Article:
Prince ends poll protest after raid
Agence france-Presse in Phnom Penh
A Cambodian prince said yesterday that he had ended a hunger strike over disputed polls after military police expelled him from a pagoda where he was holding the protest.
Prince Sisowath Thomico - the cousin of King Norodom Sihamoni and a senior member of the opposition Cambodian National Rescue Party (CNRP) - said 400 police in riot gear forced him to end his protest in the capital Phnom Penh on Friday.
"There were about 20 people and eight monks with me ... but the authorities were concerned that the hunger strike would become bigger, so they cracked down on it," he said.
Cambodia has been locked in a political crisis since July elections returned strongman premier Hun Sen to power, despite widespread allegations by the opposition of voter fraud. The ruling Cambodian People's Party won 68 seats against 55 for the CNRP in the poll, according to official results.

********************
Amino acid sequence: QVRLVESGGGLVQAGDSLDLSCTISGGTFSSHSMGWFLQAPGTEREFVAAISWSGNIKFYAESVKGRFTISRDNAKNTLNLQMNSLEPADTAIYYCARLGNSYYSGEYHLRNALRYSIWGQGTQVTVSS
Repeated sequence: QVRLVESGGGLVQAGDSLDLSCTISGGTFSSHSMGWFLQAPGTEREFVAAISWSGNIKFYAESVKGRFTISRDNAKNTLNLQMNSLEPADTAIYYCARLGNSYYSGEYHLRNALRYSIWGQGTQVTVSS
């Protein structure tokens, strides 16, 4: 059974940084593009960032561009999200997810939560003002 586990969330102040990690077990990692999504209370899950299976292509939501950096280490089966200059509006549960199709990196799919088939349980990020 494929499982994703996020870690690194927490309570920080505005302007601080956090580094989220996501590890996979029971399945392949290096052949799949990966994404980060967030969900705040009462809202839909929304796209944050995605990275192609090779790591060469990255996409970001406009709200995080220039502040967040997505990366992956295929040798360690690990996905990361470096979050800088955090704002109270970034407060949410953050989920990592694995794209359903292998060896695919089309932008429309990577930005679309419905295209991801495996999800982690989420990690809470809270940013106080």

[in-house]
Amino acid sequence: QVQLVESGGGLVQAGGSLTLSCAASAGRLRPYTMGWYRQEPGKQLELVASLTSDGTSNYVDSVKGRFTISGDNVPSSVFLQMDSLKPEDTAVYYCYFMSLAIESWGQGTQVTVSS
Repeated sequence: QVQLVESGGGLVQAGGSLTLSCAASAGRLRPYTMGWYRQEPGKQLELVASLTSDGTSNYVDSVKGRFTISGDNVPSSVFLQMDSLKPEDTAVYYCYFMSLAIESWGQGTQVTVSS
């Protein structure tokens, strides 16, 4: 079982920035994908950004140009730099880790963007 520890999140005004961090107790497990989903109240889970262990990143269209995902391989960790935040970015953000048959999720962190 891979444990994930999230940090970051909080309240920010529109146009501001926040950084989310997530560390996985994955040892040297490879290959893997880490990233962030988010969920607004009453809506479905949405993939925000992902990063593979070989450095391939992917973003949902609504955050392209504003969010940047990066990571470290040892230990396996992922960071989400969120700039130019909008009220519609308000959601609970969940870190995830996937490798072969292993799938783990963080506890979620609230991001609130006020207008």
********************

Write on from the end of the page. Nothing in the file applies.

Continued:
The CNRP has rejected the tally and has warned it will boycott the opening of parliament unless alleged regularities are addressed. Military police spokesman Kheng Tito confirmed authorities had stepped in to end the prince's hunger strike, saying the protest had turned into an illegal rally.
He added the authorities feared protests could turn violent ahead of the opening of parliament tomorrow and confirmed that police were deployed outside the royal palace yesterday in the centre of the capital as dozens of CNRP protesters gathered peacefully.
The deployment was "to ban any rally from the public," he said, ahead of the opening of the parliament.